Widens is much more serious than Luchiano. He is the oldest and is strict on rules. He is very independent and has a big imagination. He is very content playing by himself and creating stories with his little cars and toys laying around. He always tells me one day he is going to work and make a lot of money and he will always take care of me. Luchiano, or "Lulu", is very affectionate and clever. He loves being around and engaging with people. He always wants to give kisses and hugs. 

What is your favorite time of the day with your boys?

I love getting them ready for school in the morning, taking care of them when they are sick, and praying with them at night. I love being able to take them to school, church, and playing with them in the afternoons. I love them so much. 

Meet Yvetta & her kids, Peterson, Wislen, Yvens, and niece Cherline

what is your favorite part about being a mom?

I love being a mom because my kids have respect for me. They appreciate me and the work I do to take care of them, I love that about them. They are good kids. 

What are your favorite activities to do with your kids?

I love when we can hang out on weekends and play, tell jokes, take photos, and go to church. I also love praying with them at night. 

Wideleine, Yvetta, and their kids have been with our Haiti Design Co-op family since the beginning. They are hard working women that have overcome many struggles. Yvetta is the only one of her 12 sisters that can write her own name, and today she has 4 healthy, intelligent kids doing wonderful in school. Despite some extremely difficult beginnings, Wideleine has fought hard to bring her family to where they are today. Wideleine now serves on our Community Development Committee and takes care of many other girls in her community going through hard situations. 

Yvetta and Wideleine are best friends and think of each other like sisters. They have worked together for 6 years and seen each other through so many ups and downs. We are currently fundraising to give Yvetta and Wideleine the opportunity to own their own land and homes.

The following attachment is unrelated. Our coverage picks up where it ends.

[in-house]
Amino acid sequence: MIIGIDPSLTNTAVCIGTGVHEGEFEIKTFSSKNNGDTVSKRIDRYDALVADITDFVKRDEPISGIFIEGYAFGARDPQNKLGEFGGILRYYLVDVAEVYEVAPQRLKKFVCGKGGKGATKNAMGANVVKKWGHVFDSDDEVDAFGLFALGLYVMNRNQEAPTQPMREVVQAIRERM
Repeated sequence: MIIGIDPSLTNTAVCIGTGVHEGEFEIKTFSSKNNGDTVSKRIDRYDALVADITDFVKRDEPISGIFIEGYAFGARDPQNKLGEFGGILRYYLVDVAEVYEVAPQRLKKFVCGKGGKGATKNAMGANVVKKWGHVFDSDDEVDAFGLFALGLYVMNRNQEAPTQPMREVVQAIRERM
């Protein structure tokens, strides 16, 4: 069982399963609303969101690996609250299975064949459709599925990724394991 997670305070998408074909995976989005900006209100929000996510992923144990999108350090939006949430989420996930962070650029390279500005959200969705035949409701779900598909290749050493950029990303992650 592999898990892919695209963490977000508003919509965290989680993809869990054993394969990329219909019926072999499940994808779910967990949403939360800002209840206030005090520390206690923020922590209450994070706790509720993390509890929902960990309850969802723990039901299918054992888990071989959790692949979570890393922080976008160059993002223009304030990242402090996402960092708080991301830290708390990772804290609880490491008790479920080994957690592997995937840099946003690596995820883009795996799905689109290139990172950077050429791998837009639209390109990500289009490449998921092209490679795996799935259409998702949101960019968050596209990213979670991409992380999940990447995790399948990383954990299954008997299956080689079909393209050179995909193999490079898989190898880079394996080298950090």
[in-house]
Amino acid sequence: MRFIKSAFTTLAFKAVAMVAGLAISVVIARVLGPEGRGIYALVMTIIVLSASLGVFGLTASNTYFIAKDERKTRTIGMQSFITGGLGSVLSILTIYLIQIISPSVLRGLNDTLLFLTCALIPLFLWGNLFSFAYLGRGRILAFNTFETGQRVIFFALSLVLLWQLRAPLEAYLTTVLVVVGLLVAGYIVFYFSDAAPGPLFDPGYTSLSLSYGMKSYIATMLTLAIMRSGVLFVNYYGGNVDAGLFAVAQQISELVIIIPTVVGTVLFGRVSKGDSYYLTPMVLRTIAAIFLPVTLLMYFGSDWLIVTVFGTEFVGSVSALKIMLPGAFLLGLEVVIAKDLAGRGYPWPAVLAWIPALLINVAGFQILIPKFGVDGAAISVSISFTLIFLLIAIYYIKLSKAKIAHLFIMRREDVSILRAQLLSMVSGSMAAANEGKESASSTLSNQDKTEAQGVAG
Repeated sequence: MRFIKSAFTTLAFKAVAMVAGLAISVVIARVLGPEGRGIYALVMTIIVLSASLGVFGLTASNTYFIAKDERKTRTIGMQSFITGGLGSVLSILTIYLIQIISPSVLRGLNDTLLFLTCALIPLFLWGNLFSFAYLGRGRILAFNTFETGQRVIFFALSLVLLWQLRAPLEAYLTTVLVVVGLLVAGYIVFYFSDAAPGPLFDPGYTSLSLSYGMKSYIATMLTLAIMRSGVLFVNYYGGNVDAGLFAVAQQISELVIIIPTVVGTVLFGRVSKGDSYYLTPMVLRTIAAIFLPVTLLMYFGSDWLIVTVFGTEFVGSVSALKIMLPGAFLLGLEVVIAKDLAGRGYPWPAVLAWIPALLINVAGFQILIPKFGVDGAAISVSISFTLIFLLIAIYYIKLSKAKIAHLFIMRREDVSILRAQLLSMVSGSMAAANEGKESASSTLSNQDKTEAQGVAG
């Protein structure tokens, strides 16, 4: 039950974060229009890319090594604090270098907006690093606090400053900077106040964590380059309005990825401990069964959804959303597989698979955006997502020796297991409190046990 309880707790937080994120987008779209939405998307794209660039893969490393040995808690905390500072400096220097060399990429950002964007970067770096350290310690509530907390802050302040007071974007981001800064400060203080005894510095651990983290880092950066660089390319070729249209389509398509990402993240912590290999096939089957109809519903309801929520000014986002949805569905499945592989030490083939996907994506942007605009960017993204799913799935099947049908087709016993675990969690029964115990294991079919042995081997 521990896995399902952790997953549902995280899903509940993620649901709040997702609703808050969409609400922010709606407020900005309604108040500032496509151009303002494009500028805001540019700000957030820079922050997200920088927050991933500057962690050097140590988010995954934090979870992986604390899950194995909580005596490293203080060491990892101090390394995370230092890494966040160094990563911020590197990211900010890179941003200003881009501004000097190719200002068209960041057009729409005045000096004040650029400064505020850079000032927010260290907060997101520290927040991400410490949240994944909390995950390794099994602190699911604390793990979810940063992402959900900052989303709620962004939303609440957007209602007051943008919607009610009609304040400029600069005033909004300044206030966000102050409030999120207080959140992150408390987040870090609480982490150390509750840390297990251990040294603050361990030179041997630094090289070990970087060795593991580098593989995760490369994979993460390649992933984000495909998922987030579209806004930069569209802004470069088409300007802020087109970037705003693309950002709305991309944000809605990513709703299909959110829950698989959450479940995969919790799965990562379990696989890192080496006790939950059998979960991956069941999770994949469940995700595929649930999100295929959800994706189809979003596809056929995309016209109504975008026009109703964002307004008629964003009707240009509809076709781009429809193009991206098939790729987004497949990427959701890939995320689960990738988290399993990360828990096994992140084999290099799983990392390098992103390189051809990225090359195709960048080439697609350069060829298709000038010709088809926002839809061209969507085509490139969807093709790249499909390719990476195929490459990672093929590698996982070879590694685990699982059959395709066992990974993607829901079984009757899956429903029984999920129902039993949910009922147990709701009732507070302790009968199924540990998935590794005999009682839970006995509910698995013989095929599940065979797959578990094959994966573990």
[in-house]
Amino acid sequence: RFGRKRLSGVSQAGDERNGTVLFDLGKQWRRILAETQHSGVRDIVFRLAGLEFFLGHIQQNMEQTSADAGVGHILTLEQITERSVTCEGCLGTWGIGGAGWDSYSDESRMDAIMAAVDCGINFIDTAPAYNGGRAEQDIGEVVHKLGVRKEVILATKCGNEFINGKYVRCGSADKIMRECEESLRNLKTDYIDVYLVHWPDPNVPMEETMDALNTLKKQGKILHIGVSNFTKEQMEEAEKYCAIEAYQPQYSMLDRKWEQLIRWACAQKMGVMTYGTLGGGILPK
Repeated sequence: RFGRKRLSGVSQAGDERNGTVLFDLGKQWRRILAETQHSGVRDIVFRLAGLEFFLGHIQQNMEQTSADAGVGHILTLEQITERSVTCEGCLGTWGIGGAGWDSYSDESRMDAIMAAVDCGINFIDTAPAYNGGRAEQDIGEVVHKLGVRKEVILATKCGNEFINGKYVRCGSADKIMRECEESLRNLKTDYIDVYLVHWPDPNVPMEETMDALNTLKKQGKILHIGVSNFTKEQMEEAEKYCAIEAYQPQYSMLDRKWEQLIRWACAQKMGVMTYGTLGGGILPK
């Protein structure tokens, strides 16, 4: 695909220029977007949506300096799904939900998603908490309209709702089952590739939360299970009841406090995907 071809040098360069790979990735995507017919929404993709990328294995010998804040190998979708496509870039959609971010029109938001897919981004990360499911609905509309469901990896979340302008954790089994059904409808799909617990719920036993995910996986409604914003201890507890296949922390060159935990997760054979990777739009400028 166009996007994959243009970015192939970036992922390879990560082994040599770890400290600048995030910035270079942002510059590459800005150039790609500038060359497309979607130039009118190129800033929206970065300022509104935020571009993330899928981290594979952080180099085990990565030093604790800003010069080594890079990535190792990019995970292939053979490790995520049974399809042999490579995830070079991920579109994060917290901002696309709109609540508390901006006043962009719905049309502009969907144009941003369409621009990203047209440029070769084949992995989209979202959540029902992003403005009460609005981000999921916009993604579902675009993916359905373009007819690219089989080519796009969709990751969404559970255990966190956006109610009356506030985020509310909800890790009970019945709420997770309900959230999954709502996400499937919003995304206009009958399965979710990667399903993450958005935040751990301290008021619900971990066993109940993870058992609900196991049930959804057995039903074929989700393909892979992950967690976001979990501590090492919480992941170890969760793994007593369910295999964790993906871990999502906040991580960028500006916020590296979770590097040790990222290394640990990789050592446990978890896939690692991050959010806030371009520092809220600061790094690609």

If you would like to support them in this exciting and meaningful way, please donate below. Your help will be contributing to a purchase that will impact their families for generations to come.

Donate

An Earth Day Call to Action

 

Audrey Hepburn once said, “To plant a garden is to believe in tomorrow”.

 As a family and community here in Port Au Prince, we can press on these simple words. Words that project vision and dreams. Looking upon a simple seed and it’s potential, days and years from now. There is no limit as to where tomorrow can take us.

Giving our lives nourishment is a renewing practice. Caring for our bodies, our souls and our world can coincide beautifully in simple practices like gardening. There is something healing that comes in digging in the dirt, something deeply satisfying that comes in growing your own food, and there is something wonderful for our earth that comes when we find such natural ways to meet our needs. If we can reflect practices that embody this growth, we can spread education and investment throughout our family and into the communities of our artisans.

Photo: Harvest 107

Through generosities of partners, we have been given the opportunity to dig deeper with enrichment programs here at the workshop. We were joined by a corporate responsibility team last fall that came down and not only donated materials, time, and energy, but laid the ground work for the structure of our lunch sustainability vision being brought to life through a rooftop garden. As we set out to continue to find ways to implement simple and sustainable nourishment to our workshop, Haiti Design Co-op’s path struck a gold mine when we found Harvest 107.